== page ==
Davis, Knox: Gators running backs 'a family' with high expectations

Graham Hall
Special to The Sun
Florida running back Malik Davis performs a drill at the Sanders practice field.

All the talk of Florida’s impending improvements in the run game have sparked the conversation of competition, specifically how each running back reacts to the additions to the room. 

Having added five-star prospects via the transfer portal in consecutive years in Lorenzo Lingard and Demarkcus Bowman, respectively, the Gators are in preseason camp with five running backs in position to carry — and catch — the football this season: presumed starter Dameon Pierce, redshirt senior Malik Davis and redshirt sophomore Nay’Quan Wright to go along with the aforementioned transfers. 

It wouldn’t be misguided to assume players who signed with the Gators out of high school — Davis, Pierce and Wright — would feel some type of way about competition arriving at their position. Considering the transfer portal is rather new, who knows how they would have reacted? 

The running backs might have seen it as a sign their position coach, Greg Knox, lacked faith in their ability to carry the load on their own. 

Or, it might have resulted in self-doubt creeping into the minds of one of the three.

But Davis said that’s not the case at all — spend some time around the unit, and you’ll find out Atticus Finch was wrong: sometimes you can also choose your family. 

“We’re a family. I’m not just saying this for the cameras. When you come in there and you hang around us, you’ll see,” Davis said. “We’re laughing together all day. We’re joking together all day. We’ll motivate each other. We’re all close, so it’s easy.”

Signs of the running back room’s camaraderie have made their way to the public eye. 

Take a look at Lingard’s Twitter account – @d1champ99 – and you’ll notice the former Miami signee is fully invested in promoting his fellow teammates; he’s also visited UF Health Shands Children’s Hospital during preseason camp, another sign Lingard’s invested in the improvement of those around him. 

It hasn’t gone unnoticed by his peers.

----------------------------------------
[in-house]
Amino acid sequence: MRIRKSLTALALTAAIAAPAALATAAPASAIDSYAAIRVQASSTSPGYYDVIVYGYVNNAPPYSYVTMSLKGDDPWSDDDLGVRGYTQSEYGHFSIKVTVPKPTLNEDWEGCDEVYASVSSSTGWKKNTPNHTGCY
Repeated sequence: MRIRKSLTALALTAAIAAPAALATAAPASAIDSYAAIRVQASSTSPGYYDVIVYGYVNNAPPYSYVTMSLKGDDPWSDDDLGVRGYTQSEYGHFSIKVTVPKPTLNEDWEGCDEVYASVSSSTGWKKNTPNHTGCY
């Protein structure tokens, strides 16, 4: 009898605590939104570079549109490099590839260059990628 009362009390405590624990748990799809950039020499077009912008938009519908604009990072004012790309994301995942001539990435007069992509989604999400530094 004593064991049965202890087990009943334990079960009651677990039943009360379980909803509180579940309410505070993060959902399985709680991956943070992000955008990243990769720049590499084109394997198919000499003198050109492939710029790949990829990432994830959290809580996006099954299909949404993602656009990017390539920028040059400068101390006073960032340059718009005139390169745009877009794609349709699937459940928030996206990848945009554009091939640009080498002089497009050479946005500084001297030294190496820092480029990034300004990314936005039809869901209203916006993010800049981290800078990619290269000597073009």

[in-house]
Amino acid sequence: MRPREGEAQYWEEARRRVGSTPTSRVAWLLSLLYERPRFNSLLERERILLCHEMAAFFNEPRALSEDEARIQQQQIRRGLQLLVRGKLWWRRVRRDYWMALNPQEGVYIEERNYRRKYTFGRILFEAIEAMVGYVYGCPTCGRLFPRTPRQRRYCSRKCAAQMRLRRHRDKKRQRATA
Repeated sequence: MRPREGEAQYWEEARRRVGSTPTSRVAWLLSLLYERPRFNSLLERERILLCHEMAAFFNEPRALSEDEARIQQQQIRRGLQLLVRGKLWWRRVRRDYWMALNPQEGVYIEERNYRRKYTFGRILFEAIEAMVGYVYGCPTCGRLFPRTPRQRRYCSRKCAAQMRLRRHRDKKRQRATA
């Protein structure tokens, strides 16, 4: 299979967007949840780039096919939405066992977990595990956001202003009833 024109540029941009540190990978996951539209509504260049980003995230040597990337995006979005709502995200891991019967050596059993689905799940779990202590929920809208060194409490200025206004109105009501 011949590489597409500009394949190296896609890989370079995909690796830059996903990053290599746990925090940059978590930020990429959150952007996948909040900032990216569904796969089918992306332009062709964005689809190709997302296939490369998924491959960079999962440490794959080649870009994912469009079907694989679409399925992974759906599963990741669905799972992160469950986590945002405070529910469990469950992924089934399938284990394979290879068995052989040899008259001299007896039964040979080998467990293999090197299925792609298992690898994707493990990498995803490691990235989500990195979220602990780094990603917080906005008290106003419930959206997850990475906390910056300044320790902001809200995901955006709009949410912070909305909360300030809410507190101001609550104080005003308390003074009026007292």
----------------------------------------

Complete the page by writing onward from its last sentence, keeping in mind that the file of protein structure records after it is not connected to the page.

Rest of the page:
“He came in — guys have their own expectations, of course. Everybody wants to play. That’s just the competitiveness that we have. Everyone wants to play. For him to sit back and play his role that he had and support us, and every day he’s the same type of guy,” Davis said of Lingard. “Even today, we talked, we spoke today after practice about things that he liked that I did today. He was pointing some of those things out to me. That just shows you what type of person he is.”

Neither has it gone unnoticed by Knox, who enters his 24th season of coaching in the SEC. 

The embrace of competition and empowerment over division is one of the reasons the adaptation process has been serene in the Gators’ backfield. 

“They have — I'm not gonna say they accepted it, but we've been a family all along since they got here. So, it hasn't been an issue of accepting them. It's just when anyone comes into our room, we welcome them into the family. And so it's been a smooth transition for those guys, you know, that came in, Bowman and Lorenzo. Again, we're such a good family, got such a great group of guys that the transition has been very smooth." 

And it’s one of the reasons Florida’s run game is confident it can collectively produce in 2021 after finishing last season ranked No. 93 in the nation in rushing yards per game. 

“I expect big things. I expect us to be able to run the ball, catch the ball, protect the quarterback,” Davis said. “I think all of us can do all of that all around. I think we’re bringing a lot to the table.”